Math Geek Mom: This March, an “Outlier”

In statistics, we often talk of "outliers," observations that appear so far from the average that they teach us something about the underlying data and how they came to be. This is a concept that has gained attention recently as the month of March has so far distinguished itself as a true outlier in this part of the country.

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March 22, 2012

In statistics, we often talk of "outliers," observations that appear so far from the average that they teach us something about the underlying data and how they came to be. This is a concept that has gained attention recently as the month of March has so far distinguished itself as a true outlier in this part of the country. While March in Cleveland often involves shoveling snow and battling blizzards, this March has been picture perfect with day after day of warm spring weather. Indeed, it has recently turned into not only warm, but definitely hot weather, making some worry that this is a sign of what may in fact be global warning. While I hope this is not the case, we can certainly note that the weather this year has been anything but usual, especially for those of us who live in what is commonly called "the snow belt."

The warm weather this March has meant that flowers are appearing earlier than expected, as are the light green buds on the trees. If this process unfolds as expected, we should see leaves on trees in a few weeks. The neighborhood children are already out playing, riding bikes and shooting basketballs into hours that must interfere with their prescribed bedtimes. I am finding that encouraging my daughter to get her homework done is becoming more difficult as the sunshine lasts longer each day.

For once, the sleeveless dresses marketed to young girls for Easter will actually seem appropriate in this latitude. In the mean time, my daughter, who grew like a weed this past winter, loudly proclaimed that she had no summer clothes that still fit. I tried to convince her that she was mistaken, until I found myself agreeing with her and heading out to buy her some appropriate warm weather clothes.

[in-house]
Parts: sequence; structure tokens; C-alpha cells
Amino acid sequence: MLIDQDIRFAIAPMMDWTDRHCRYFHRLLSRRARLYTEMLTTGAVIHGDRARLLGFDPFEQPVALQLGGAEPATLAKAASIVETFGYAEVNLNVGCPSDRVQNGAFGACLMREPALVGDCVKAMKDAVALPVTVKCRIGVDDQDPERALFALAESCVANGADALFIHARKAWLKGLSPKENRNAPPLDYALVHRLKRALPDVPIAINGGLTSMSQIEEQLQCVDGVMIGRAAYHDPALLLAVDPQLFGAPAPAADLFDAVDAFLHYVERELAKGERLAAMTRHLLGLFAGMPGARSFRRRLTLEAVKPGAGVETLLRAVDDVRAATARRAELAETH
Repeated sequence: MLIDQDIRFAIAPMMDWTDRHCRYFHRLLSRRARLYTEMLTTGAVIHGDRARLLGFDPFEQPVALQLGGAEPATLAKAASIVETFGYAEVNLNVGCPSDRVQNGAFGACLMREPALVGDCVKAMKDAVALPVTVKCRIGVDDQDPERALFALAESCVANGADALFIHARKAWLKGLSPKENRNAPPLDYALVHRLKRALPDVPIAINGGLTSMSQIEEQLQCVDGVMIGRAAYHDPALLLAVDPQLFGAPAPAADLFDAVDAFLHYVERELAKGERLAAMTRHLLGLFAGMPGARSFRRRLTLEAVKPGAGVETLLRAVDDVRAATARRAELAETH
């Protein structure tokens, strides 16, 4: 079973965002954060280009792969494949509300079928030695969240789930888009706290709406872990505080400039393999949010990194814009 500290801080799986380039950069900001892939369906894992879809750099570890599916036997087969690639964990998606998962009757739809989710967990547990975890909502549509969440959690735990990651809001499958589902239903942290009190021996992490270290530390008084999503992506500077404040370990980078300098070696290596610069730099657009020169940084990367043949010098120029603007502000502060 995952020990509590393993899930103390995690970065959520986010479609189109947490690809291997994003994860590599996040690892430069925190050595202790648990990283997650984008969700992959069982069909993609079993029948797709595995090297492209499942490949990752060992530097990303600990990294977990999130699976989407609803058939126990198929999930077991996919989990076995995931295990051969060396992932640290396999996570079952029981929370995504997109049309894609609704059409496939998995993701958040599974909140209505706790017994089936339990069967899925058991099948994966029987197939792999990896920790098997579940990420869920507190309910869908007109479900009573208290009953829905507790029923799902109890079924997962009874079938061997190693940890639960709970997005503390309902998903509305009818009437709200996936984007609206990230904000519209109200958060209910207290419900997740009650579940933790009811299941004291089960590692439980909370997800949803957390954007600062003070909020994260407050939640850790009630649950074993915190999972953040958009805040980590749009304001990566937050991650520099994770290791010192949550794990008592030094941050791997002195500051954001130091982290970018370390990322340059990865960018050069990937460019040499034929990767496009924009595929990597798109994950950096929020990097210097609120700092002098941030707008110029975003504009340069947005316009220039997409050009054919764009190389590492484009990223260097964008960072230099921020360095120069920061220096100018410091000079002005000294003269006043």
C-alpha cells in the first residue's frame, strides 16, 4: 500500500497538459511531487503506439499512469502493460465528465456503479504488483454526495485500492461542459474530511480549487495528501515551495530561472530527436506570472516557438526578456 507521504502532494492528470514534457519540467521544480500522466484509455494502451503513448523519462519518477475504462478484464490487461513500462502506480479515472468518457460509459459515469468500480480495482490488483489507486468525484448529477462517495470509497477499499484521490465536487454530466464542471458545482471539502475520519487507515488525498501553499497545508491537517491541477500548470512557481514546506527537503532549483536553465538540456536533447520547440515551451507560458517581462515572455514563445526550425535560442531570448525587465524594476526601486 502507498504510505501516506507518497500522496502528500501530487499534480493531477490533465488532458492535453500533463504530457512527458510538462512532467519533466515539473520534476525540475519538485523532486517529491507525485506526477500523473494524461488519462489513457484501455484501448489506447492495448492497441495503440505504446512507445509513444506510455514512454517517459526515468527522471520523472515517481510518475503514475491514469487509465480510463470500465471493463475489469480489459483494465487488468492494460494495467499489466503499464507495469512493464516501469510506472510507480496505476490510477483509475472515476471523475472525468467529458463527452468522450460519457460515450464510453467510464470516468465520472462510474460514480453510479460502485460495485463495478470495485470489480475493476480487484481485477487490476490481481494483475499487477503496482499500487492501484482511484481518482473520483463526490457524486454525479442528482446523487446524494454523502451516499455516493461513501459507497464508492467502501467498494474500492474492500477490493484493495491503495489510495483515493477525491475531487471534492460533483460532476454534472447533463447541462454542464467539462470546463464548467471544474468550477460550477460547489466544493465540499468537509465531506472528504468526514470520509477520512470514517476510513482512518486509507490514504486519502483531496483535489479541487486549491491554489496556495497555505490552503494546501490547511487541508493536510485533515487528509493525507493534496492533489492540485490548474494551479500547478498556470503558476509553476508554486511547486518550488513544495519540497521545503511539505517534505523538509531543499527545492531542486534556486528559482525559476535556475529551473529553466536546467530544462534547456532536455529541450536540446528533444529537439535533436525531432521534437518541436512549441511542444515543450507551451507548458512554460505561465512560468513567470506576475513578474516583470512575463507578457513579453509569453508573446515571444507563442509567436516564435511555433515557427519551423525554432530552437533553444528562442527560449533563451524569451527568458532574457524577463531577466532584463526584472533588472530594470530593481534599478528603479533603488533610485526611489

I am thrilled that the nice weather allows me to leave my treadmill indoors and take my exercise routine outside, where I do laps around the neighborhood. As I do, I take in the sights, sounds and smells along the way, marveling at the new flowers and green leaves, appreciating why some people call contact with the greenery of nature "vitamin G."

I suspect that the planned neighborhood progressive dinner will overflow onto porches and decks as those in attendance move, en masse, from home to home in what will likely become a celebration of the season. Indeed, the congregations of neighbors have already begun, as we find each other on the corners to laugh and share stories, most often about our children. The other day, I found myself unable to pull my car into our driveway when I came home, since a neighborhood boy had left his bike there. As I parked my car to move the bike, his mother scolded him for leaving it there. The economist in me, however, came up with a more pragmatic solution, as I offered to sell the bike back to the very confused little boy.

My husband’s convertible has never gotten so much use so early in the year, and has already been used for trips for ice cream. Indeed, it seems impossible to believe that most of the ice cream stands and the city pools will not open until months from now. I suspect that my daughter, who has been running laps as part of her involvement in a track and field team, would prefer to be swimming laps in this warm, actually hot, weather. But those days will come soon enough, and this early taste of what is to be makes us more excited for the seasons ahead.

We look forward to days in which we can expect to soak in the sunshine and enjoy the outdoors. In a city known for being cold and overcast, this "outlier" of a year is one to savor.

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